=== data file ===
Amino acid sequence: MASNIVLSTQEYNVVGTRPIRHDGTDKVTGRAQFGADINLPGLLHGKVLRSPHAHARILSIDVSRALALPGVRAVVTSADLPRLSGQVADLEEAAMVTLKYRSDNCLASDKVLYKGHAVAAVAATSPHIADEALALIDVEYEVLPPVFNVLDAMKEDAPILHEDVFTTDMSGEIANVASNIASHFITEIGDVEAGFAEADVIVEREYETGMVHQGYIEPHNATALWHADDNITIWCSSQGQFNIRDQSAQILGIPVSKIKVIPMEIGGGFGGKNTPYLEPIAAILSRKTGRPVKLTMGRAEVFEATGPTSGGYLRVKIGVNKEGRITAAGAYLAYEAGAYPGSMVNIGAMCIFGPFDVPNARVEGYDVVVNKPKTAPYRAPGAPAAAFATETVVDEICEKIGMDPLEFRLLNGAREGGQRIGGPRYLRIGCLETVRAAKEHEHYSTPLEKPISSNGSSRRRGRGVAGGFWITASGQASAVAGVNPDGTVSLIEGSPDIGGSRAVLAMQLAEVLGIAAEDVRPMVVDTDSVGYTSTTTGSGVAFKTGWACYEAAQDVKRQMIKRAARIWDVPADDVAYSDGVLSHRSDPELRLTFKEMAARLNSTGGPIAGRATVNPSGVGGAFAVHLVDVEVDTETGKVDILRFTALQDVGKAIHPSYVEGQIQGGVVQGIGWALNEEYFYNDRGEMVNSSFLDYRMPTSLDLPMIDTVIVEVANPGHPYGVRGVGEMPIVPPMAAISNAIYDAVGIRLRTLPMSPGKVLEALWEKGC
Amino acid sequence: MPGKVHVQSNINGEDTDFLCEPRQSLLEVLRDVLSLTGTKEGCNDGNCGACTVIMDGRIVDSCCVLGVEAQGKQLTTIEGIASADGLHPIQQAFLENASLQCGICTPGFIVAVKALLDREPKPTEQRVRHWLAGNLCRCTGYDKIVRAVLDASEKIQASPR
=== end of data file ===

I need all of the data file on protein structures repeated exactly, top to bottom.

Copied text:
Amino acid sequence: MASNIVLSTQEYNVVGTRPIRHDGTDKVTGRAQFGADINLPGLLHGKVLRSPHAHARILSIDVSRALALPGVRAVVTSADLPRLSGQVADLEEAAMVTLKYRSDNCLASDKVLYKGHAVAAVAATSPHIADEALALIDVEYEVLPPVFNVLDAMKEDAPILHEDVFTTDMSGEIANVASNIASHFITEIGDVEAGFAEADVIVEREYETGMVHQGYIEPHNATALWHADDNITIWCSSQGQFNIRDQSAQILGIPVSKIKVIPMEIGGGFGGKNTPYLEPIAAILSRKTGRPVKLTMGRAEVFEATGPTSGGYLRVKIGVNKEGRITAAGAYLAYEAGAYPGSMVNIGAMCIFGPFDVPNARVEGYDVVVNKPKTAPYRAPGAPAAAFATETVVDEICEKIGMDPLEFRLLNGAREGGQRIGGPRYLRIGCLETVRAAKEHEHYSTPLEKPISSNGSSRRRGRGVAGGFWITASGQASAVAGVNPDGTVSLIEGSPDIGGSRAVLAMQLAEVLGIAAEDVRPMVVDTDSVGYTSTTTGSGVAFKTGWACYEAAQDVKRQMIKRAARIWDVPADDVAYSDGVLSHRSDPELRLTFKEMAARLNSTGGPIAGRATVNPSGVGGAFAVHLVDVEVDTETGKVDILRFTALQDVGKAIHPSYVEGQIQGGVVQGIGWALNEEYFYNDRGEMVNSSFLDYRMPTSLDLPMIDTVIVEVANPGHPYGVRGVGEMPIVPPMAAISNAIYDAVGIRLRTLPMSPGKVLEALWEKGC
Amino acid sequence: MPGKVHVQSNINGEDTDFLCEPRQSLLEVLRDVLSLTGTKEGCNDGNCGACTVIMDGRIVDSCCVLGVEAQGKQLTTIEGIASADGLHPIQQAFLENASLQCGICTPGFIVAVKALLDREPKPTEQRVRHWLAGNLCRCTGYDKIVRAVLDASEKIQASPR